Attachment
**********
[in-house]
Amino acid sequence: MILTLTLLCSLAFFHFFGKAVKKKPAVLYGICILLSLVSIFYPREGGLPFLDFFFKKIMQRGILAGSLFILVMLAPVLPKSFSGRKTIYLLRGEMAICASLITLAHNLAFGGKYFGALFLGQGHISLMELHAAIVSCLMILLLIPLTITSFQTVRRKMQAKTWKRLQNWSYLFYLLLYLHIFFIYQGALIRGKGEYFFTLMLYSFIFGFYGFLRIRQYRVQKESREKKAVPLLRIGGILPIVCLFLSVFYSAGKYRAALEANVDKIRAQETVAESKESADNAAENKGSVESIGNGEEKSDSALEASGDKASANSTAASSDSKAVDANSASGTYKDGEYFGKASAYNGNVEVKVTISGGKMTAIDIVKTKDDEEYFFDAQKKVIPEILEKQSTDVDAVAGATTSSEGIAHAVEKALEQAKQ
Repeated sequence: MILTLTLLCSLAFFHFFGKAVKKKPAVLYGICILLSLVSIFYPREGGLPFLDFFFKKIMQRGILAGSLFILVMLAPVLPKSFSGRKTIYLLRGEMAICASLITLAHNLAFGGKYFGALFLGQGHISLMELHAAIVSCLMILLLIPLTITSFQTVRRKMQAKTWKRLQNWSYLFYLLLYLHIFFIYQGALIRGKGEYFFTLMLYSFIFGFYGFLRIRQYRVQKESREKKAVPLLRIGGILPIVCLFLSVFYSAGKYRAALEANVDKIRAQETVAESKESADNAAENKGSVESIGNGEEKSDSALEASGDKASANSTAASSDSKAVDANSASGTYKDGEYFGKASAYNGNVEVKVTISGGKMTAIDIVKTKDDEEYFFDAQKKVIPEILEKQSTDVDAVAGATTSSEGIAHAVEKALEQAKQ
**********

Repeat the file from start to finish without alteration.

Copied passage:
[in-house]
Amino acid sequence: MILTLTLLCSLAFFHFFGKAVKKKPAVLYGICILLSLVSIFYPREGGLPFLDFFFKKIMQRGILAGSLFILVMLAPVLPKSFSGRKTIYLLRGEMAICASLITLAHNLAFGGKYFGALFLGQGHISLMELHAAIVSCLMILLLIPLTITSFQTVRRKMQAKTWKRLQNWSYLFYLLLYLHIFFIYQGALIRGKGEYFFTLMLYSFIFGFYGFLRIRQYRVQKESREKKAVPLLRIGGILPIVCLFLSVFYSAGKYRAALEANVDKIRAQETVAESKESADNAAENKGSVESIGNGEEKSDSALEASGDKASANSTAASSDSKAVDANSASGTYKDGEYFGKASAYNGNVEVKVTISGGKMTAIDIVKTKDDEEYFFDAQKKVIPEILEKQSTDVDAVAGATTSSEGIAHAVEKALEQAKQ
Repeated sequence: MILTLTLLCSLAFFHFFGKAVKKKPAVLYGICILLSLVSIFYPREGGLPFLDFFFKKIMQRGILAGSLFILVMLAPVLPKSFSGRKTIYLLRGEMAICASLITLAHNLAFGGKYFGALFLGQGHISLMELHAAIVSCLMILLLIPLTITSFQTVRRKMQAKTWKRLQNWSYLFYLLLYLHIFFIYQGALIRGKGEYFFTLMLYSFIFGFYGFLRIRQYRVQKESREKKAVPLLRIGGILPIVCLFLSVFYSAGKYRAALEANVDKIRAQETVAESKESADNAAENKGSVESIGNGEEKSDSALEASGDKASANSTAASSDSKAVDANSASGTYKDGEYFGKASAYNGNVEVKVTISGGKMTAIDIVKTKDDEEYFFDAQKKVIPEILEKQSTDVDAVAGATTSSEGIAHAVEKALEQAKQ